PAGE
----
THE BOOK OF DREAMS by Nina George

THE BOOK OF DREAMS

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KIRKUS REVIEW

A teenage boy finally gets to know his absentee father, but not until after the man has fallen into a coma.

The story opens as Henri Skinner, a former war reporter, jumps into the Thames to save a young girl from drowning. After Henri labors back onto shore with the girl and releases her, he stumbles into oncoming traffic and sustains serious injuries. Henri’s son, Sam, is surprised and devastated to learn that at the time of the accident, Henri had been en route to a father-son event at Sam’s school. With a stellar IQ and a membership card to Mensa, Sam is hardly a typical kid. He’s also a synesthete, meaning his senses overlap in ways that allow him to perceive information through intense interconnected sensory experiences. Without informing his mother, Sam begins visiting Henri in the hospital daily, hoping to draw his father out of the coma he has fallen into. Sam grows acquainted with a slew of characters from the hospital, including a young girl named Maddie, who is also comatose, and Eddie Tomlin, the only woman who ever stole his father’s heart. As Sam’s visits continue, Henri’s prognosis looks increasingly bleak. Yet somehow, Sam feels himself bonding with his father in new and meaningful ways. Told from the alternating perspectives of Sam, Henri, and Eddie, the story contains many flashbacks, memories, and dream sequences as well as detailed tracking of Henri’s physical progress. Translated from George's (The Little French Bistro, 2017, etc.) original German, the narrative moves at a gentle pace, often mimicking the repetitiveness that is borne of repeated visits to a sick room. The author uses Henri’s evolving mental state to explore possible states of existence and a shifting continuum of consciousness that occupies the spectrum between life and death. Although the story seems to stall at points, it raises interesting existential questions about the purpose and definition of life. Through the challenges and losses that each character endures, the author conducts an effective exploration of connections that transcend physical boundaries.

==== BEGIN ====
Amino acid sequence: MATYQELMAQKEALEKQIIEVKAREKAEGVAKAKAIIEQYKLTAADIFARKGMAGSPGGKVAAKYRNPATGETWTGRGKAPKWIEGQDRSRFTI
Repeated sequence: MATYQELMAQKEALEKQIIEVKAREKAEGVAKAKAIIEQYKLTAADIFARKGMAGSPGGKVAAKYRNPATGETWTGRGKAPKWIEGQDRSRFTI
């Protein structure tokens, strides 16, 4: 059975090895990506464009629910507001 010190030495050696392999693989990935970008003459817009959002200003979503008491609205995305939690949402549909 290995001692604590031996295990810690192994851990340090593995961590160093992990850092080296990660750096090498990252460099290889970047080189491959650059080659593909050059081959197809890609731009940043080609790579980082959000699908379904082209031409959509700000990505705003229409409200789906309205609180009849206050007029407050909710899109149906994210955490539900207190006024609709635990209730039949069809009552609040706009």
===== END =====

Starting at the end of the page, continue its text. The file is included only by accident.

A slow-moving but poignant story about longing, nostalgia, and the pain of missed opportunities.

Pub Date: April 9th, 2019
ISBN: 978-0-525-57253-4
Page count: 400pp
Publisher: Crown
Review Posted Online:
Kirkus Reviews Issue: Jan. 15th, 2019




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